I have said on a number of occasions that I always understood that as I dentist, I was not treating teeth. I was treating people. And people have feelings; they have questions; they have fears; they have hopes. My interaction with the patient must always bear these dimensions in mind.

It means I must always treat the patient with respect, seeing him or her as of infinite value, value beyond the confines of the treatment rendered. Therefore a desire for this person?s well being must be the mainspring for my treatment, irrespective of what other motives may be operative.

I know that the amount of interaction possible in any visit to the dentist is limited. But I suspect that people can intuitively sense if they are the objects of genuine care.

Compassion is the starting point for any Christian approach to dental treatment but it cannot end there. True compassion means I must do my best in rendering whatever treatment is necessary. True compassion must lead to a commitment to competence, indeed to pursue excellence in my work (Colossians 3:23,24). A compassionate dentist who does a lousy crown or bridge damages a patient and brings no glory to God.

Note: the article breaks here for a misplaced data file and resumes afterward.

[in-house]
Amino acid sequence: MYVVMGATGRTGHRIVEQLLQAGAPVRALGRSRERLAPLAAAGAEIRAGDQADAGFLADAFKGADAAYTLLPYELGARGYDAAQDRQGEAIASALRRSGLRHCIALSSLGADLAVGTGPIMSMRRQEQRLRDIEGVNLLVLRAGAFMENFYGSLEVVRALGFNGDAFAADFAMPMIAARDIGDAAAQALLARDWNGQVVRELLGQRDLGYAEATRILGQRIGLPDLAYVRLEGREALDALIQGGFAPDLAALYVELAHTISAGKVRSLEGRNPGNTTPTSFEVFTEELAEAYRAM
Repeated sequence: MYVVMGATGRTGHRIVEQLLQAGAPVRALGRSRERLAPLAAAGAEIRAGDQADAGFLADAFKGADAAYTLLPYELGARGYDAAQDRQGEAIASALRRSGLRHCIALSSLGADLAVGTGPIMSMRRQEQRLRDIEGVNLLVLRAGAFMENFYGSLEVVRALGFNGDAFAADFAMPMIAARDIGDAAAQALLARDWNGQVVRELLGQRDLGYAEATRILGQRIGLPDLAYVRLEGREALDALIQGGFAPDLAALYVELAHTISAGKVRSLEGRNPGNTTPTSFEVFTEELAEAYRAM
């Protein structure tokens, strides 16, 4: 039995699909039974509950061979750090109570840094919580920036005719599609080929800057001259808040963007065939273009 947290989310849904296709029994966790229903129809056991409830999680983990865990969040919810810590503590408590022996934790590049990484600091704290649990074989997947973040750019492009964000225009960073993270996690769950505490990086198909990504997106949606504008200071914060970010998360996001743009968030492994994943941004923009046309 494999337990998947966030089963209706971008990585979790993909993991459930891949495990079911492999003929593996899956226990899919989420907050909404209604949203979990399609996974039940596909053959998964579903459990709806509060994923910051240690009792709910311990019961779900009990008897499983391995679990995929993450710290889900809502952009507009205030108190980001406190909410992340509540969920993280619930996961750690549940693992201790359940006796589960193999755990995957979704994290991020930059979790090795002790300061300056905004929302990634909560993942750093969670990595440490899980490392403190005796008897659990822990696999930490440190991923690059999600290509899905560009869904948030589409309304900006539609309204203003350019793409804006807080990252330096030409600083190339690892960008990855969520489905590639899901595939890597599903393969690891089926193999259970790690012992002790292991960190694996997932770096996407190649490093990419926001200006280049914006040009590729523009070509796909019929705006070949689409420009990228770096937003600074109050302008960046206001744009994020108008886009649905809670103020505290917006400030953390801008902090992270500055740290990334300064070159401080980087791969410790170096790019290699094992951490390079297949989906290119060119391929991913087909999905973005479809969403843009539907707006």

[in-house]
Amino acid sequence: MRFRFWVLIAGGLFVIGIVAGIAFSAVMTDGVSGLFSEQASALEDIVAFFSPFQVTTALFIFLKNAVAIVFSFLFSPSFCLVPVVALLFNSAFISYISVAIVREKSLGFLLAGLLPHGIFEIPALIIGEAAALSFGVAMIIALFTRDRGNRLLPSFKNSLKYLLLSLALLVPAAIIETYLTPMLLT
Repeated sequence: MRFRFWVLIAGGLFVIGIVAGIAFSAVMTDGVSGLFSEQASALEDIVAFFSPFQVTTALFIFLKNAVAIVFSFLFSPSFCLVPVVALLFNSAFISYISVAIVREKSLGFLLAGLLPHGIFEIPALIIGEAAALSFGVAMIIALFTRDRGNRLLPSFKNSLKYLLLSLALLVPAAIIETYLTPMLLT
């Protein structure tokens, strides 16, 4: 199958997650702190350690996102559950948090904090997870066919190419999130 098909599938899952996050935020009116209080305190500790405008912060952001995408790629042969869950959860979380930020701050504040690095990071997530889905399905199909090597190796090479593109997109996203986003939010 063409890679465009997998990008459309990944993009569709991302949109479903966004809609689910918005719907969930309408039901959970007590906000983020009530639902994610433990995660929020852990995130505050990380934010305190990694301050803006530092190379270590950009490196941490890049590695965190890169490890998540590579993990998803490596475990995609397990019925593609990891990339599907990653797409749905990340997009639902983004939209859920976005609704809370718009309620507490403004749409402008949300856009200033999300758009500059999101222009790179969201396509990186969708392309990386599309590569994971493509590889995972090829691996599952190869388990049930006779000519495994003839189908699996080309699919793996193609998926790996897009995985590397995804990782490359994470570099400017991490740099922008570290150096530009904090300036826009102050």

Indeed I have often advised folks that if they had to choose between a dentist who is a fervent Christian but who practices poor dentistry, and a non-Christian practitioner who does good dental work, choose the latter. Ditto if one had to make a similar choice when looking for a heart surgeon, lawyer, etc. Indeed the last two examples illustrate the logic of my advice more clearly.